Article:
Subject: Re: problems with arpa/inet.h
To: None <current-users@NetBSD.ORG>
From: der Mouse <mouse@Rodents.Montreal.QC.CA>
List: current-users
Date: 06/14/1998 23:10:11
>>> Personally I'd rather that I have to specify 42 include files at
>>> the top of my module.
>> I *really* disagree - if nothing else, it would make porting hell,
>> because every UNIX variant would have its own list of include files
>> you'd need.
> It's not that bad, even in a modern unix with networking.

Wanna bet?

On NetBSD, mostly-current, <stdio.h> ends up including <sys/types.h>,
<machine/types.h>, <sys/cdefs.h>, <machine/cdefs.h>, <machine/ansi.h>,
<machine/endian.h>, and <sys/featuretest.h>.

Without nested inclusion, that means that I would have to explicitly
include those eight files, in some to-be-determined order, in order to
use stdio under your scheme.  (Or else that the contents of most of
them would have to be imported into stdio.h, which at *best* would be a
maintenance nightmare.)

On a handy SunOS machine, though, with a similar test, I find four
files necessary: <stdio.h> itself, plus <stdarg.h>, <va-sparc.h>, and
<stddef.h>.  (That's with gcc.)

Tell me again how this is "not that bad"?  I must have missed

> One of the very real problems with the trend towards nested includes
> is that it leaves novices out in the cold when it comes to
> understanding what's truely necessary to define and/or use an
> interface.

Novices have no business defining system interfaces; for their own, of
course, it's a design decision which route to take.

As for using the interface, which is easier?  To use?  To read?  To
understand?  Which is harder for a novice programmer to fsck up?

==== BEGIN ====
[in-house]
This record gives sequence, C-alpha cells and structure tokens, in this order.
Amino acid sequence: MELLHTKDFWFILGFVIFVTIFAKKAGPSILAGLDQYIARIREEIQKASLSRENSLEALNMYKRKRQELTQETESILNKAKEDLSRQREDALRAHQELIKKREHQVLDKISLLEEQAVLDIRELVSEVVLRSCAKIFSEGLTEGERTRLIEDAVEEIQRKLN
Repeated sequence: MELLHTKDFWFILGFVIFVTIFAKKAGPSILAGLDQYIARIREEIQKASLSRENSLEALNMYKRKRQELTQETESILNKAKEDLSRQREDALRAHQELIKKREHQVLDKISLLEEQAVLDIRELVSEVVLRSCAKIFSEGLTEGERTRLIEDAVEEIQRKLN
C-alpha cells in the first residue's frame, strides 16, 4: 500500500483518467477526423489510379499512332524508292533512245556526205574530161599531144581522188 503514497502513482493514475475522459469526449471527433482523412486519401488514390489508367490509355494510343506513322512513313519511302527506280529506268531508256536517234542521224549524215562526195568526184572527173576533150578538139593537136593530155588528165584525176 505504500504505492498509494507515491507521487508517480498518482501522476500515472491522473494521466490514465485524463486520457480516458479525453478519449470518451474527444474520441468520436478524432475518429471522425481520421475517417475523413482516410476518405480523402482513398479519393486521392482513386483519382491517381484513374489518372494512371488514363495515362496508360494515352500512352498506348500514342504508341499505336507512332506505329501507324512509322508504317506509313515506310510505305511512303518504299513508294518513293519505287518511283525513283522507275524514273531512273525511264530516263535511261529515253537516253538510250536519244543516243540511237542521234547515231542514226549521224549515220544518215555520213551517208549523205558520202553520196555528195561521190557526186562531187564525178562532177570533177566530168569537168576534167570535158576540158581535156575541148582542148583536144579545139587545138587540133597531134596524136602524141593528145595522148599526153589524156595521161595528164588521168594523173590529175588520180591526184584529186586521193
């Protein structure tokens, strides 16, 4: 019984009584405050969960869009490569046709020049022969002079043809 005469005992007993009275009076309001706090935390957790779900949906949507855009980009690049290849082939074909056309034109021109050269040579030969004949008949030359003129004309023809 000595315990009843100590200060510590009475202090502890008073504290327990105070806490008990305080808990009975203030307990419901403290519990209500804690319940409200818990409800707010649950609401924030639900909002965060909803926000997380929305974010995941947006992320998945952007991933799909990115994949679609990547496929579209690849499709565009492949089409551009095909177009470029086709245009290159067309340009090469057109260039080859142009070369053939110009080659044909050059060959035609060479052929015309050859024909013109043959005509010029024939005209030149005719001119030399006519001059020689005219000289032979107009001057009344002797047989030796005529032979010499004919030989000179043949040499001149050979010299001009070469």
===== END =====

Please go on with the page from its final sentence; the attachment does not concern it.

#include <db.h>


/* Order may be wrong - list obtained from cc -M, order guessed at. */
#include <machine/ansi.h>
#include <machine/cdefs.h>
#include <sys/cdefs.h>
#include <sys/syslimits.h>
#include <machine/limits.h>
#include <machine/types.h>
#include <sys/types.h>
#include <db.h>
/* and that's just for one particular release of NetBSD! */

> Now instead of just reading the manual page programmers learning to
> write portable code have to grub around deep in the guts of system
> includes to try and discover what's truely necessary by unravelling
> all the nested includes and learning all the true dependencies.

What on earth are you talking about?  The more you write, the more
convinced I become that one of us has grossly misunderstood the other.

As I understand it, what you are attempting to argue against is the
idea that an include file - <stdio.h>, <arpa/inet.h>, <fcntl.h>,
whatever - should itself #include anything else necessary in order for
it to function correctly.  That's certainly the idea I'm trying to
argue for.

How does making include files pull in anything they depend on force
programmers to "grub around" and learn "the true dependencies"?  In
composing this message, I learned things about NetBSD's include files
that I've never had to learn before, despite having written a lot of
clode that used those include files - things that if I've understood
you correctly and you had your way everyone using those files would
have to learn in order to even make the code even compile.

> As much as I hate to plug "commercial" standards, "The Single UNIX
> Specification" does an excellent job of defining exactly what headers
> include which others,

Now I'm *sure* one of us is misunderstanding the other.  Not even a
standards body would be crazy enough to try to specify the internals of
how include files pull in other - internal - include files.

I hope.

> If you're going to actually try and fix all these "problems" [...],
> I'd recommend at least browsing the online version of that
> specification to see if you can be compatible with it.

I might even do so, if I had a pointer to it.

					der Mouse

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